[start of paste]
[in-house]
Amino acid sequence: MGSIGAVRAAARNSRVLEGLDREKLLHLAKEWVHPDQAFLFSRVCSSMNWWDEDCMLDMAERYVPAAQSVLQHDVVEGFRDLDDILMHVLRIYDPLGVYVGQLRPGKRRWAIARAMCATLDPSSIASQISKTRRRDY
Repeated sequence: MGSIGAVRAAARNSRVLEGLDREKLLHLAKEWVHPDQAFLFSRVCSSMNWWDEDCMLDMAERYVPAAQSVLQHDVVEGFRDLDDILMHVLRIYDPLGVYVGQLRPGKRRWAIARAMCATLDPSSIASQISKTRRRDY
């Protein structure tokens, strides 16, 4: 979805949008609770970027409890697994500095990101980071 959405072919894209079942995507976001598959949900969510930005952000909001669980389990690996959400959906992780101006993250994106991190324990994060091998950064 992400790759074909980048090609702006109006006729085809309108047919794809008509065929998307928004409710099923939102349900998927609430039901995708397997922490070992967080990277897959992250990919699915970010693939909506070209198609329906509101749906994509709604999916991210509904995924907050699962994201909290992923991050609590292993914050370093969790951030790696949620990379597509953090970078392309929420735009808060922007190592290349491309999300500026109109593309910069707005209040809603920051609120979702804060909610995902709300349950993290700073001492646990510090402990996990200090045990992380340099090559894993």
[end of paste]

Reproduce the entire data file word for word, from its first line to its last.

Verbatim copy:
[in-house]
Amino acid sequence: MGSIGAVRAAARNSRVLEGLDREKLLHLAKEWVHPDQAFLFSRVCSSMNWWDEDCMLDMAERYVPAAQSVLQHDVVEGFRDLDDILMHVLRIYDPLGVYVGQLRPGKRRWAIARAMCATLDPSSIASQISKTRRRDY
Repeated sequence: MGSIGAVRAAARNSRVLEGLDREKLLHLAKEWVHPDQAFLFSRVCSSMNWWDEDCMLDMAERYVPAAQSVLQHDVVEGFRDLDDILMHVLRIYDPLGVYVGQLRPGKRRWAIARAMCATLDPSSIASQISKTRRRDY
């Protein structure tokens, strides 16, 4: 979805949008609770970027409890697994500095990101980071 959405072919894209079942995507976001598959949900969510930005952000909001669980389990690996959400959906992780101006993250994106991190324990994060091998950064 992400790759074909980048090609702006109006006729085809309108047919794809008509065929998307928004409710099923939102349900998927609430039901995708397997922490070992967080990277897959992250990919699915970010693939909506070209198609329906509101749906994509709604999916991210509904995924907050699962994201909290992923991050609590292993914050370093969790951030790696949620990379597509953090970078392309929420735009808060922007190592290349491309999300500026109109593309910069707005209040809603920051609120979702804060909610995902709300349950993290700073001492646990510090402990996990200090045990992380340099090559894993």